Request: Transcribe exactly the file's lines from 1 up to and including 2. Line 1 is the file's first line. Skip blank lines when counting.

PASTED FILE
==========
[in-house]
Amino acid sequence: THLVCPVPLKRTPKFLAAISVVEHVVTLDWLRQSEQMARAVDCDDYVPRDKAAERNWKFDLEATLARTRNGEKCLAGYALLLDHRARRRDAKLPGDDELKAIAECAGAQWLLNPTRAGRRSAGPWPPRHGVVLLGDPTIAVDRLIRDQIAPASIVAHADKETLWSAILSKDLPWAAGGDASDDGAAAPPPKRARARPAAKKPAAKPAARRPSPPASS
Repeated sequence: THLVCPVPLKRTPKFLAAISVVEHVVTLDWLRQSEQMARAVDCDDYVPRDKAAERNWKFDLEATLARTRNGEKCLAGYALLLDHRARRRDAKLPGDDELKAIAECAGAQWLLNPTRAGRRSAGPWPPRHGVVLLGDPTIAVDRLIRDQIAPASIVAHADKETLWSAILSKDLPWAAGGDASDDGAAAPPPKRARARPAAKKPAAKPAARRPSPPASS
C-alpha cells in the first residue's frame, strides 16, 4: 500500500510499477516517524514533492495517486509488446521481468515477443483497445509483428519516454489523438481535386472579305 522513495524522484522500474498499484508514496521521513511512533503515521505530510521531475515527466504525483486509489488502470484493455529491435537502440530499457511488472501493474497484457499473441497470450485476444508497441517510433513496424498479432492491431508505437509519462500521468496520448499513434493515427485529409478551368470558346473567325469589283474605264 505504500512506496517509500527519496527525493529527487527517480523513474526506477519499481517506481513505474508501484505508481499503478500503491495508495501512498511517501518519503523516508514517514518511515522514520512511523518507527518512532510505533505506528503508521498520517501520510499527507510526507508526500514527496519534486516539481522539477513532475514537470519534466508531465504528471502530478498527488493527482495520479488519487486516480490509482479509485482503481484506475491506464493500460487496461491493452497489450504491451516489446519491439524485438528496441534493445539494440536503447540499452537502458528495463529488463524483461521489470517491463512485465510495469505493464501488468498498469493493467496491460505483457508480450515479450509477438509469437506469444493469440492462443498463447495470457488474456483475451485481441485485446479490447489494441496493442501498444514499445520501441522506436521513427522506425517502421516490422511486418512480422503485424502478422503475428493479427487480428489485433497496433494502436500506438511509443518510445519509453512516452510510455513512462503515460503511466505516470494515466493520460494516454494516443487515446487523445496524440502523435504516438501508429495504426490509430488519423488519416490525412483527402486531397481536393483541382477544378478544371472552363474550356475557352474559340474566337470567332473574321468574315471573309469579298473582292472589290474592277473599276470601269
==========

[in-house]
Amino acid sequence: THLVCPVPLKRTPKFLAAISVVEHVVTLDWLRQSEQMARAVDCDDYVPRDKAAERNWKFDLEATLARTRNGEKCLAGYALLLDHRARRRDAKLPGDDELKAIAECAGAQWLLNPTRAGRRSAGPWPPRHGVVLLGDPTIAVDRLIRDQIAPASIVAHADKETLWSAILSKDLPWAAGGDASDDGAAAPPPKRARARPAAKKPAAKPAARRPSPPASS